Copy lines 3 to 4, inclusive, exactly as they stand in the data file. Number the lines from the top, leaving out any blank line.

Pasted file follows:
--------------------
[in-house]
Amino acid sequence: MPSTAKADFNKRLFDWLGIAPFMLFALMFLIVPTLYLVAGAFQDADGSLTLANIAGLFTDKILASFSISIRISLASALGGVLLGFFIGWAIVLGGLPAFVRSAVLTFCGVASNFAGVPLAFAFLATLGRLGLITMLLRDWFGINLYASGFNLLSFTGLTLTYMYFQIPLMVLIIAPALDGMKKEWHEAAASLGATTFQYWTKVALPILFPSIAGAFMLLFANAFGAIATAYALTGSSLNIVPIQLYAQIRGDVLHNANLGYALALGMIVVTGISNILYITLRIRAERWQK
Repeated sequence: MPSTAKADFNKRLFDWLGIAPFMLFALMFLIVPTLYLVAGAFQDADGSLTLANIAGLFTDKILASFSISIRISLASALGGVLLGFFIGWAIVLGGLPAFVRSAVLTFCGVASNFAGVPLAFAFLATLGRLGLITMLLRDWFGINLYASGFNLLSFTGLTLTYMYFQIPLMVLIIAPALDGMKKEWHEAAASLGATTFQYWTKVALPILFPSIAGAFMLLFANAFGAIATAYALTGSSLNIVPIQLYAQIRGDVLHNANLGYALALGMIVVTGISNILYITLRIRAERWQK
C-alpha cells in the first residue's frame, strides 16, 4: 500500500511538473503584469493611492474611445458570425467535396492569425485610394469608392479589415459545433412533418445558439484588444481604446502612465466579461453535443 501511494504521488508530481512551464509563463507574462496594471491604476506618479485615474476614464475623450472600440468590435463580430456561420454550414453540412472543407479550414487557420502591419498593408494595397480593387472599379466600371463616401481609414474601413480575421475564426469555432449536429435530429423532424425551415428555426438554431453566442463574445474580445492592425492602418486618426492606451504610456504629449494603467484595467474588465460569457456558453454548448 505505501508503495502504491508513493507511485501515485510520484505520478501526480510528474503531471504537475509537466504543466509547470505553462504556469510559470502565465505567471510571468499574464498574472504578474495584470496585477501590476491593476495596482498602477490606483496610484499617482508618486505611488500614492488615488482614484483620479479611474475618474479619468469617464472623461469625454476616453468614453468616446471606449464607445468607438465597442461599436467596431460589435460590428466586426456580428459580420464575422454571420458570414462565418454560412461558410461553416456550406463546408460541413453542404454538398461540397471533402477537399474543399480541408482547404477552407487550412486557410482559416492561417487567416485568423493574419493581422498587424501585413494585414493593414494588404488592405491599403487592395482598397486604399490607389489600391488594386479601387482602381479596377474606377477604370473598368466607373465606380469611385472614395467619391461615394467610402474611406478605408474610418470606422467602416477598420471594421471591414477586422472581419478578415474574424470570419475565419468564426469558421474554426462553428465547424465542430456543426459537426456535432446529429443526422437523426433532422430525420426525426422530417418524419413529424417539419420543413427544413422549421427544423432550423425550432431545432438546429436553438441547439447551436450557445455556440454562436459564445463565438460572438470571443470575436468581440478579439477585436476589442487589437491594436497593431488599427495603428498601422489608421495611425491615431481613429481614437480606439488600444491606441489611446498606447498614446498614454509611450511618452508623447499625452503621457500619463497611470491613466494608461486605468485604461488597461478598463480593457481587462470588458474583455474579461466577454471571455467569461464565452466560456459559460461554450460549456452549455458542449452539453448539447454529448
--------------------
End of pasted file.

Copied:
Repeated sequence: MPSTAKADFNKRLFDWLGIAPFMLFALMFLIVPTLYLVAGAFQDADGSLTLANIAGLFTDKILASFSISIRISLASALGGVLLGFFIGWAIVLGGLPAFVRSAVLTFCGVASNFAGVPLAFAFLATLGRLGLITMLLRDWFGINLYASGFNLLSFTGLTLTYMYFQIPLMVLIIAPALDGMKKEWHEAAASLGATTFQYWTKVALPILFPSIAGAFMLLFANAFGAIATAYALTGSSLNIVPIQLYAQIRGDVLHNANLGYALALGMIVVTGISNILYITLRIRAERWQK
C-alpha cells in the first residue's frame, strides 16, 4: 500500500511538473503584469493611492474611445458570425467535396492569425485610394469608392479589415459545433412533418445558439484588444481604446502612465466579461453535443 501511494504521488508530481512551464509563463507574462496594471491604476506618479485615474476614464475623450472600440468590435463580430456561420454550414453540412472543407479550414487557420502591419498593408494595397480593387472599379466600371463616401481609414474601413480575421475564426469555432449536429435530429423532424425551415428555426438554431453566442463574445474580445492592425492602418486618426492606451504610456504629449494603467484595467474588465460569457456558453454548448 505505501508503495502504491508513493507511485501515485510520484505520478501526480510528474503531471504537475509537466504543466509547470505553462504556469510559470502565465505567471510571468499574464498574472504578474495584470496585477501590476491593476495596482498602477490606483496610484499617482508618486505611488500614492488615488482614484483620479479611474475618474479619468469617464472623461469625454476616453468614453468616446471606449464607445468607438465597442461599436467596431460589435460590428466586426456580428459580420464575422454571420458570414462565418454560412461558410461553416456550406463546408460541413453542404454538398461540397471533402477537399474543399480541408482547404477552407487550412486557410482559416492561417487567416485568423493574419493581422498587424501585413494585414493593414494588404488592405491599403487592395482598397486604399490607389489600391488594386479601387482602381479596377474606377477604370473598368466607373465606380469611385472614395467619391461615394467610402474611406478605408474610418470606422467602416477598420471594421471591414477586422472581419478578415474574424470570419475565419468564426469558421474554426462553428465547424465542430456543426459537426456535432446529429443526422437523426433532422430525420426525426422530417418524419413529424417539419420543413427544413422549421427544423432550423425550432431545432438546429436553438441547439447551436450557445455556440454562436459564445463565438460572438470571443470575436468581440478579439477585436476589442487589437491594436497593431488599427495603428498601422489608421495611425491615431481613429481614437480606439488600444491606441489611446498606447498614446498614454509611450511618452508623447499625452503621457500619463497611470491613466494608461486605468485604461488597461478598463480593457481587462470588458474583455474579461466577454471571455467569461464565452466560456459559460461554450460549456452549455458542449452539453448539447454529448